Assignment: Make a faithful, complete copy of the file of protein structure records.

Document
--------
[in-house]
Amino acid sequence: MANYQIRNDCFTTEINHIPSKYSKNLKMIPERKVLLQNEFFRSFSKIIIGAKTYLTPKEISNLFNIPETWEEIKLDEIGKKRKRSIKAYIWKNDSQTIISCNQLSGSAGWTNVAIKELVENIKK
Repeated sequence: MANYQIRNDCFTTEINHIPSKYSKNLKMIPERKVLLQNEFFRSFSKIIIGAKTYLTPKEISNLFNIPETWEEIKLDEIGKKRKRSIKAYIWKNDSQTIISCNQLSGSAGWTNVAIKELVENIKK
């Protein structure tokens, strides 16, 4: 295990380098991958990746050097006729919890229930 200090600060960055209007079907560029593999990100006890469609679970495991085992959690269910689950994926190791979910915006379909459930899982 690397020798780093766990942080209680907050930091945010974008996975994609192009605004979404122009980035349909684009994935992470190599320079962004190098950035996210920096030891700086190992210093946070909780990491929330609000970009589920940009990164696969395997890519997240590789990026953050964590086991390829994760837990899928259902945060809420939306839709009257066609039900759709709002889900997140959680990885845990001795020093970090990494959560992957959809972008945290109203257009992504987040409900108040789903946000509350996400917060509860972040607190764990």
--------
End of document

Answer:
[in-house]
Amino acid sequence: MANYQIRNDCFTTEINHIPSKYSKNLKMIPERKVLLQNEFFRSFSKIIIGAKTYLTPKEISNLFNIPETWEEIKLDEIGKKRKRSIKAYIWKNDSQTIISCNQLSGSAGWTNVAIKELVENIKK
Repeated sequence: MANYQIRNDCFTTEINHIPSKYSKNLKMIPERKVLLQNEFFRSFSKIIIGAKTYLTPKEISNLFNIPETWEEIKLDEIGKKRKRSIKAYIWKNDSQTIISCNQLSGSAGWTNVAIKELVENIKK
């Protein structure tokens, strides 16, 4: 295990380098991958990746050097006729919890229930 200090600060960055209007079907560029593999990100006890469609679970495991085992959690269910689950994926190791979910915006379909459930899982 690397020798780093766990942080209680907050930091945010974008996975994609192009605004979404122009980035349909684009994935992470190599320079962004190098950035996210920096030891700086190992210093946070909780990491929330609000970009589920940009990164696969395997890519997240590789990026953050964590086991390829994760837990899928259902945060809420939306839709009257066609039900759709709002889900997140959680990885845990001795020093970090990494959560992957959809972008945290109203257009992504987040409900108040789903946000509350996400917060509860972040607190764990």